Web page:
Download PDF: ISPL Insight – Future of Safety in the Digital Age

When technology is mentioned in a business setting, it usually is about advancing IT strategies or enhancing productivity. However, technology is increasingly used for workplace health and safety purposes. Workplace safety deservedly receives a lot of attention, especially in industries such as mining and construction where the workplace is filled with hazards. Safety policies are an essential part of managing these safety risks, but utilising the right tools also plays a big part, and digital technologies are a powerful tool in workplace health and safety.

For a long time, technology has played a crucial role in workplace safety. There was a time when handheld two-way radios were high-tech, facilitating communication at a distance and allowing workers to call for help if need be. Today we have access to much more advanced technology, with exciting software and hardware enhancing workplace safety.

3D Visualisation and Virtual Reality

To help give employees an idea of their worksite, companies are utilising 3D visualisation and Virtual Reality (VR) software to help create lifelike images of the work environment.

While the costs of generating 3D models may seem like an obstacle for some companies, cameras, especially drones, as well software costs have radically reduced in recent years, while computer processing power continues to rise, enabling workplaces to recreate the work environment digitally. The oil and gas, construction and mining industries have been supportive of this technology due to a lot of the work occurring outdoors, at height or depth (Adjiski, Despodov, & Serafimovski, 2017).

VR technology can allow the exploration of dangerous workplaces without actually entering that environment or testing workplace design concepts that have been modelled digitally. The implications for training and workplace optimisation are dramatic which is why industry is already heavily invested in VR, despite it being relatively new technology (Engineers Australia, 2017).

High-Speed Communication, Real-time Data & Journey Management

Another way in which technology can be utilised to improve workplace safety is by taking advantage of high-speed communication. For example, workers who are required to travel are exposed to a wide range of risks depending on the destination. Possible risks include anything from fatigue to kidnapping. As a result, it can be challenging to ensure the safety of workers. However, with the use of advanced reporting tools that can collect real-time data and transfer information, employers can be in a much better position to remain updated about the health and safety status of their employees.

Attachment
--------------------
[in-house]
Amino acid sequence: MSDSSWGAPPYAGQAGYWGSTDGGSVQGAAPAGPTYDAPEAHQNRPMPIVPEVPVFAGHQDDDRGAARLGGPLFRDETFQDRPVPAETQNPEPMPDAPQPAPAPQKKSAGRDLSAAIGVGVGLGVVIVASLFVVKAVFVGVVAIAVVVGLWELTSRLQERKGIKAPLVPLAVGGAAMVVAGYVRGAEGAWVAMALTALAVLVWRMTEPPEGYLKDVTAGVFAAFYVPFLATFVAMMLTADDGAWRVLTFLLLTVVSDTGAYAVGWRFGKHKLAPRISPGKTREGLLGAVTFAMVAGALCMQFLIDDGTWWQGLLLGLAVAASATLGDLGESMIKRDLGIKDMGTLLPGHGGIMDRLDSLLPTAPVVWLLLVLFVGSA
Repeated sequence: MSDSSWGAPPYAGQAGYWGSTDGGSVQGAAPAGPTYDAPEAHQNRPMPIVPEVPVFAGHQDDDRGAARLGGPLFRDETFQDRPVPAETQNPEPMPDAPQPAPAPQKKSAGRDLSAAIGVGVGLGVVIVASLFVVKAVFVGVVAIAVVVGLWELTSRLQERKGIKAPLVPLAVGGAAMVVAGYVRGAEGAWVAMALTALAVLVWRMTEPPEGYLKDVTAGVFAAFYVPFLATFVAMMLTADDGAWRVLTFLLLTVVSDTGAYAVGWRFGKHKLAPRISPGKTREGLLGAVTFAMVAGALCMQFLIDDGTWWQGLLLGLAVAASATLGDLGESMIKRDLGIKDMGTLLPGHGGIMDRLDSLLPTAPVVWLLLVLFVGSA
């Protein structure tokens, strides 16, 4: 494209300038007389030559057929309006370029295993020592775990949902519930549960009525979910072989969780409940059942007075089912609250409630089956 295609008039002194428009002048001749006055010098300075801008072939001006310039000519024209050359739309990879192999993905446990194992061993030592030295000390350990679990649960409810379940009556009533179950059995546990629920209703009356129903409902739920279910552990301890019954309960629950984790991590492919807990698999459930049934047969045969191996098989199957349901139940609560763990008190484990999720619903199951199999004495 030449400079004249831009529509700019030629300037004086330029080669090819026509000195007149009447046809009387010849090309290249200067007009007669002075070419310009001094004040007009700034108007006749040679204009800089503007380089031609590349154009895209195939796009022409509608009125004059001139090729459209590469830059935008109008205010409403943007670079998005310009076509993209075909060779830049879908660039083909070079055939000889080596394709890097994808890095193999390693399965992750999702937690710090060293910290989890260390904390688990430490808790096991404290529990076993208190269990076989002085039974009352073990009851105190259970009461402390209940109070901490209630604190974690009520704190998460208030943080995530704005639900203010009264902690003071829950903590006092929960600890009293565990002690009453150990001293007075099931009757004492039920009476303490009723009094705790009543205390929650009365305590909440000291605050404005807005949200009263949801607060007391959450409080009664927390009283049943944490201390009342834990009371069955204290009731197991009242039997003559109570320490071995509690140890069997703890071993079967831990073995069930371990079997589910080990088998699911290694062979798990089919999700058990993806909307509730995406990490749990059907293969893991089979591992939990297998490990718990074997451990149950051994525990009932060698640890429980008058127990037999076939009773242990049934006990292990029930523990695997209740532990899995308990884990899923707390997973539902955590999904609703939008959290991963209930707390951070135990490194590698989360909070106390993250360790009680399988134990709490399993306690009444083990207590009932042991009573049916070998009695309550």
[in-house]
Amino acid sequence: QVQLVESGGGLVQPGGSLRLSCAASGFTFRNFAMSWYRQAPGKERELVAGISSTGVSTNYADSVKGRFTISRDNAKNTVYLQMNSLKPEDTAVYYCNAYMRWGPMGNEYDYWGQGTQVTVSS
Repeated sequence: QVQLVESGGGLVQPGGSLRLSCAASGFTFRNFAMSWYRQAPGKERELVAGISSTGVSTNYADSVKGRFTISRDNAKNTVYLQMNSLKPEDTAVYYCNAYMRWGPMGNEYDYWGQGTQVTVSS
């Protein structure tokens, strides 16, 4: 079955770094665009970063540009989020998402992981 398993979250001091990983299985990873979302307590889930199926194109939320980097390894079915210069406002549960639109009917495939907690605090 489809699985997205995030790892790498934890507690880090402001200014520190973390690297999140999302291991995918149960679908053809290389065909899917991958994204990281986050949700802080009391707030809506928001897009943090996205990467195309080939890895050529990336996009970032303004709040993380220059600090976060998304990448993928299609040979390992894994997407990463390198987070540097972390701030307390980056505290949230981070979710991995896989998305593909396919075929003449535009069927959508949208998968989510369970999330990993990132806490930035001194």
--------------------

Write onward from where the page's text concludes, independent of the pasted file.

Satellite phones, GPS and GPS messengers can all be used to mitigate the risks of long journeys and work travel. GPS messengers are one of the newer technologies available, sending location data to a designated contact automatically, allowing an employer to track the location of remote workers and monitor whether destinations have been reached, or if there is a potential safety risk (ART Security). There are also systems available that are fully integrated into vehicles, monitoring real-time data such as speed, braking and even car accidents (Shell Global).

Wearable Technology

Wearable technology can monitor the health and safety of workers in real time as well as monitoring trends in pre-recorded data. Typically attached to clothing or as part of already-required PPE such as safety glasses, vests and hard hats, wearables capture data and provide feedback. They can track biometrics and even detect exposure limits to harmful elements. Organizations can also use wearables to determine if an illness is work-related. This especially helps with cumulative illnesses like hearing loss, poisoning, respiratory disease and skin disorders (Design Group Staffing).

Wearables like safety vests are being used in the integration of wireless and Bluetooth technology, connecting the physical and digital worlds. They can create live indoor maps to track and understand people, equipment, and material movement, define hazardous areas and connect with worker locations to create a safety bubble (Mardonova & Choi, 2018).

Record Keeping

Technology is also impacting record keeping and communication systems by improving processes for gathering and using information. For example, electronic driver logs allow automatic record keeping with the ability to analyse the data almost instantly (Descartes), increasing driver safety and productivity by eliminating unintentional errors caused by fatigue or mechanical failures.


The digital age has provided technologies that allow humans to work smarter and safer, even in traditionally dangerous workplaces. Enhanced communications across the globe, digital modelling, virtual reality, wearables and enhanced record keeping are all tools that allow increased safety. If you or your organisation would like to discuss safety technologies, please contact Integrate Sustainability on 08 9468 0338 or


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Design Group Staffing. (n.d.). How Wearables are Impacting The Mining Industry. Posted by George Hoadley. Retrieved June 20, 2018, from

Engineers Australia. (2017, January 25). Virtual reality is improving mining operations. Retrieved June 20, 2018, from

Mardonova, M., & Choi, Y. (2018). Review of Wearable Device Technology and Its Applications to the Mining Industry. Energies, 11(3), 608-737.

Shell Global. (n.d.). In-vehicle Monitoring Systems Improve Driving Skills. Retrieved June 20, 2018, from